Per Getting Started Go Developers, pull the micro service code you want to work on from GitHub. In this example, we use the latest released tag for device-virtual-go as the micro service that is going to be worked on. The main branch is the development branch for the next release. The latest release tag should always be used so you are worked with the most recent stable code. The release tags can be found here. Release tags are those tags to do not have -dev in the name.

git clone --branch <latest-release-tag>

Build the service code

At this time, you can add or modify the code to make the service changes you need. Once ready, you must compile and build the service into an executable. Change folders to the cloned micro service directory and build the service.

cd device-virtual-go/
make build

image Clone the service from Github, make your code changes and then build the service locally.

Run the service code natively.

The executable created by the make build command is found in the cmd folder of the service. Change folders to the location of the executable. Set any environment variables needed depending on your EdgeX setup. In this example, we did not start the security elements so we need to set EDGEX_SECURITY_SECRET_STORE to false in order to turn off security. Finally, run the service right from a terminal.

cd cmd
./device-virtual -cp -d -o


The -cp flag tells the service to use the Configuration Provider. This is required so that the service can pull the common configuration. The -d flag tells the service to run in developer mode (aka hybrid mode) so that any Host names in configuration for dependent services are automatically changed from their Docker network names to localhost allowing the service to find the dependent services. The -o flag tells the service to overwrite of configuration from local file into Config Provider (only need when service was previously run in Docker).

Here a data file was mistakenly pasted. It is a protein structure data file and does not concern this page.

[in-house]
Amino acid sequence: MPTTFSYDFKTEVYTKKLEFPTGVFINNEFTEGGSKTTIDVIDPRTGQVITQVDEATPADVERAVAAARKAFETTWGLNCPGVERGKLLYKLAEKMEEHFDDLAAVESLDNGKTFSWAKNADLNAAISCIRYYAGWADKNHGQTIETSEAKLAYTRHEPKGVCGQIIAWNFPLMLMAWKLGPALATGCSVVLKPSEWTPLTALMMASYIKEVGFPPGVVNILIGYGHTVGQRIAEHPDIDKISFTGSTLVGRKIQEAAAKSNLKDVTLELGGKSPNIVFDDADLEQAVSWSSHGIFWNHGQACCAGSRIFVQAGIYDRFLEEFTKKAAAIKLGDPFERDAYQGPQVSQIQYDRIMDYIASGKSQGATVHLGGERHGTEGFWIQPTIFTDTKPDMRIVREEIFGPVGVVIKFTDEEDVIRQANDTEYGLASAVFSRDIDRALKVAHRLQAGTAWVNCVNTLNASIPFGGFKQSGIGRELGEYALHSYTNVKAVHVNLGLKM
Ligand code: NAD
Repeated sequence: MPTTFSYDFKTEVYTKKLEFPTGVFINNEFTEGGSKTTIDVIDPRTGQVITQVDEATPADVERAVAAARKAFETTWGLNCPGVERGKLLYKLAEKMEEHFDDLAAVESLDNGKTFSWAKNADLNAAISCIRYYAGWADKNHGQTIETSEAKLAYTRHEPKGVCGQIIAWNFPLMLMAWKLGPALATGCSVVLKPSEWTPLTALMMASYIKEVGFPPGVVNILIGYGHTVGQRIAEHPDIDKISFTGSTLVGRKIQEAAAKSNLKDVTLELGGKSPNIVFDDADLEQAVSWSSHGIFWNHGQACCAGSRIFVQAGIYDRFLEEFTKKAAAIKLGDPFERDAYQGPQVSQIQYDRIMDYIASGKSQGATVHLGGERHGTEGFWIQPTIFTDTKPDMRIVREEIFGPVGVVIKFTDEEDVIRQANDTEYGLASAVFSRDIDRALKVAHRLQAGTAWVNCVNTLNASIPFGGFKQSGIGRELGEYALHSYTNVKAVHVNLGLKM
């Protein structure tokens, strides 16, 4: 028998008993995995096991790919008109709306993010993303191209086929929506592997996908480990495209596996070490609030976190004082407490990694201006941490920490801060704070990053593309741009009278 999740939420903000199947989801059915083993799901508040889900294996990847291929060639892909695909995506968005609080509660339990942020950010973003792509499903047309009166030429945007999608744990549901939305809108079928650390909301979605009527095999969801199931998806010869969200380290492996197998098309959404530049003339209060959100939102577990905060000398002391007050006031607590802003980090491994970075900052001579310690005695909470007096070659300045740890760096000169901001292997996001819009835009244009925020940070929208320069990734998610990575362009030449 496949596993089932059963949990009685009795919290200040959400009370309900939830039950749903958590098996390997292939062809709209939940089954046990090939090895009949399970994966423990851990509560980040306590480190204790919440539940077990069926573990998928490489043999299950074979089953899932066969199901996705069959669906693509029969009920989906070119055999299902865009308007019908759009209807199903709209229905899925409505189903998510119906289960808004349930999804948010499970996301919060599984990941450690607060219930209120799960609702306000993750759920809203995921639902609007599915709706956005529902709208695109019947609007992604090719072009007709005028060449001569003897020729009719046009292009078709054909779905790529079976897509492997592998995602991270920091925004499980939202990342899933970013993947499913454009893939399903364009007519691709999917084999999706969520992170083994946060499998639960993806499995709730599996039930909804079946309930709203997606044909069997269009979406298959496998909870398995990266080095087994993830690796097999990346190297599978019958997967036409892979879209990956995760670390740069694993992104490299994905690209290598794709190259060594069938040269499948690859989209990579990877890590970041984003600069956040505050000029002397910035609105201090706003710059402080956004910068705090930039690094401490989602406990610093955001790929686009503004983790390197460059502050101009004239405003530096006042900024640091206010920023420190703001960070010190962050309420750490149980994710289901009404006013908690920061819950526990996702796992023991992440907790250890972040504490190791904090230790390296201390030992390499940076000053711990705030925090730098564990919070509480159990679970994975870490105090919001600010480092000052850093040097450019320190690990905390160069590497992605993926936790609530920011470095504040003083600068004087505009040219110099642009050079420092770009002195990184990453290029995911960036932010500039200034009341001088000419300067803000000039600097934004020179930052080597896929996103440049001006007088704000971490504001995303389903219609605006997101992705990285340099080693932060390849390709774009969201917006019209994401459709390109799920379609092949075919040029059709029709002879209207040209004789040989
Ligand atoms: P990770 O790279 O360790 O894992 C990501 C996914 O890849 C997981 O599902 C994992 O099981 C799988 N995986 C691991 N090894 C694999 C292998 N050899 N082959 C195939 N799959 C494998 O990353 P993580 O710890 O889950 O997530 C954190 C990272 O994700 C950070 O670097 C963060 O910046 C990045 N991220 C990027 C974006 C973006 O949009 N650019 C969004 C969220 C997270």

EdgeX 3.0

Common configuration is new in EdgeX 3.0. EdgeX services now have a reduced local configuration file that only contains the services' private configuration. All other configuration settings are now in the common configuration. See the Service Configuration section for more details.

image Change folders to the service's cmd/ folder, set env vars, and then execute the service executable in the cmd folder.

Check the results

At this time, your virtual device micro service should be communicating with the other EdgeX micro services running in their Docker containers. Because Core Metadata callbacks do not work in the hybrid environment, the virtual device service will not receive the Add Device callbacks on the initial run after creating them in Core Metadata. The simple work around for this issue is to stop (Ctrl-c from the terminal) and restart the virtual device service (again with ./device-virtual -cp -d execution).

image The virtual device service log after stopping and restarting.

Give the virtual device a few seconds or so to initialize itself and start sending data to Core Data. To check that it is working properly, open a browser and point your browser to Core Data to check that events are being deposited. You can do this by calling on the Core Data API that checks the count of events in Core Data.



For this example, you can check that the virtual device service is sending data into Core Data by checking the event count.


If you choose, you can also import the service into GoLand and then code and run the service from GoLand. Follow the instructions in the Getting Started - Go Developers to learn how to import, build and run a service in GoLand.